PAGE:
Broadly, I am interested in the development of the face prototype(s) and the way in which social categorical distinctions in the absence of salient physical differences may potentially influence our perception of faces. Past research has demonstrated that adults code faces in reference to distinct face prototypes (averages), which represent the different face categories (e.g., race, sex) encountered in the environment. However, little is known about the way in which young children process and categorize faces. Using a child-friendly adaptation method, I am currently examining simple and opposing attractiveness aftereffects in 5-year-old children. That is, by repeatedly exposing 5-year-olds to distorted faces, can we systematically shift their perceptions of attractiveness? Additionally, I am interested in the role of social psychological factors in the elicitation of category-contingent opposing face aftereffects. Social context and factors such as in-group biases are often overlooked in what are primarily considered perceptual phenomena and may significantly influence both the strength and emergence of opposing face aftereffects.

Matt Horner

After graduating from McMaster University in 2009 I volunteered in the Rutherford Lab examining early signs of autism. During this time I developed an interest in face perception, which led me to the Infant & Child Development Lab here at Brock. I am currently conducting research following up on the work of a former Master's student, studying the effects of context on emotional expression recognition. Specifically, I am investigating the effects of body postures on the recognition of emotional facial expressions. Previous research shows that when the context (e.g., background posture, background scene) is incongruent with facial expression (e.g., an angry face is presented on a fearful body) error rates and reaction times both increase. I am testing these effects in children from 3 to 6-years-old. Additionally, I am testing two popular models of emotion perception. Models of emotion perception predict that the magnitude of these congruency effects will increase as a function of similarity on the underlying dimensions of valence and arousal (Dimensional Model) or physical similarity (Emotional Seed Model). However, these models do not always predict the same outcomes and I plan on determining the predictive value of each model in certain situations.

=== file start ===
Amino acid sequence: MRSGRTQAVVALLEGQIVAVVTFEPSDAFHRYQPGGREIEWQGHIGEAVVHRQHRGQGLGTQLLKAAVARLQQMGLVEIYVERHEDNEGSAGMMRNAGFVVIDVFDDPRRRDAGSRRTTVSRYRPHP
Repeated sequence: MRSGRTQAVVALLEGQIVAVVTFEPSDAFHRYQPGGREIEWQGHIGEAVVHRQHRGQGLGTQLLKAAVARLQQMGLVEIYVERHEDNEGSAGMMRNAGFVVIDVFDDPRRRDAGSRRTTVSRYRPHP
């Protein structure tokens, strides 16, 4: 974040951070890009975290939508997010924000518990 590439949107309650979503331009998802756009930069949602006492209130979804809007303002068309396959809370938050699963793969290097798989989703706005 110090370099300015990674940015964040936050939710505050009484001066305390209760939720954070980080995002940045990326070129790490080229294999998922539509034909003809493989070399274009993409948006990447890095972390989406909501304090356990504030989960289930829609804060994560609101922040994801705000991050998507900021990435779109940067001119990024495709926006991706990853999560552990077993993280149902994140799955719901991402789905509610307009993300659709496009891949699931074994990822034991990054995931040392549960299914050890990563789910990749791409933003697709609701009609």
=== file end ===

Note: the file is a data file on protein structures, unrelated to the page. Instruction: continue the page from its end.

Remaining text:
Thalia Semplonius

In my third year of undergrad at Calvin College, I worked on a research project under the supervision of my advisor and realized just how much I enjoyed conducting research. Working at a psychological consultation center also helped me discover that I enjoyed working with children as well. Working in the Infant and Child Development Lab here at Brock was, therefore, a perfect fit. Currently I am working on a study involving the development of trait perception (specifically aggression) by working with adult and child participants. I am also interested in face perception and its relationship with cross-race effects, and also how eyewitness testimonies are influenced by how people identify and recognize faces.


Jasmine Mian

In September I will be working on my MA at the University of Calgary.